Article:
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I find the search box more intuitive for search. However, the text boxes provide a way of advanced filtering. So, the question is - do you want your users to search or filter? If you want both, you may consider the following intermediate solution, Amazon is using the same. Your search box searching all columns by default but the user has the option to ...


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For me the only reason to avoid the single search (2nd option) would be to have several columns with similar content, thus leading to an inefficient search. If that's not the case I would totally go with the single search: There's only 1 entry point for search, thus less cognitive load. The users only have to think what to search, not where to search ...


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To start the ball rolling, in my opinion if it is a "preview", it goes below whereas if it is the "actual content or work" it goes above To restate, if you're actually "looking at a list", if a "list is the thing", and it's just a preview of whichever item you have highlighted as you scroll up and down that list - it goes at the bottom. Whereas if it is ...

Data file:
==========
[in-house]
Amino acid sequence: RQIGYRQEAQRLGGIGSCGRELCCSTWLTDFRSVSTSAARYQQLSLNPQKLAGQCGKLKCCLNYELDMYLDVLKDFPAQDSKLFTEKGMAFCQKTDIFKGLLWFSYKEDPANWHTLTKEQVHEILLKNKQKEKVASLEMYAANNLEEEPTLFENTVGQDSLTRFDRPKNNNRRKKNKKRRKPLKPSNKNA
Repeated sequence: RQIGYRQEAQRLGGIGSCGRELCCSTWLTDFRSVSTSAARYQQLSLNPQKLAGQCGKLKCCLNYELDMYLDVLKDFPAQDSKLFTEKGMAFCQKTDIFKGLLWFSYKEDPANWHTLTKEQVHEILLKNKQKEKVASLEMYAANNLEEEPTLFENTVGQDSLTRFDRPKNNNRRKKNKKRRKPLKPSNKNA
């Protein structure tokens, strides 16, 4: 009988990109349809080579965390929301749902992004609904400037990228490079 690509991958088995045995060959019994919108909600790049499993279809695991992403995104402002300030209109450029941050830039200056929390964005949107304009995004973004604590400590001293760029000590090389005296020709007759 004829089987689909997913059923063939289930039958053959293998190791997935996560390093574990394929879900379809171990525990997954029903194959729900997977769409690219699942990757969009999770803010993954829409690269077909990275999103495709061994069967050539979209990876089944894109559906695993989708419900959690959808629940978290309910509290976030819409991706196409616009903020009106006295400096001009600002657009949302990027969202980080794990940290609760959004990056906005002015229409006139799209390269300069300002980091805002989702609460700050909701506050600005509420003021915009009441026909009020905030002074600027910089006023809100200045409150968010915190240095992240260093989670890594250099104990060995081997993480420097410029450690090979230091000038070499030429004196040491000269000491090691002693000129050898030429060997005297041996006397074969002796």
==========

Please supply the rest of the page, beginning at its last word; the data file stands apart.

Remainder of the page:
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There's a very good article on UXMatters about filtering information in tables. Although old, it still makes a lot of sense. A few options have been considered, like data filters above a table: filters to the left of the data or tabular format in case the number of filters is low There's also a good discussion about consistent availability and ...


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Grids are useful. Here are some tips which I hope are helpful. Grids don't have to look like grids. For example, the border width may be 0, or the border colour may be the same as the background or the fill colour. One drawback of this is that if the content is highly inconsistent in length, users may not perceive a pattern, and may instead see a ...



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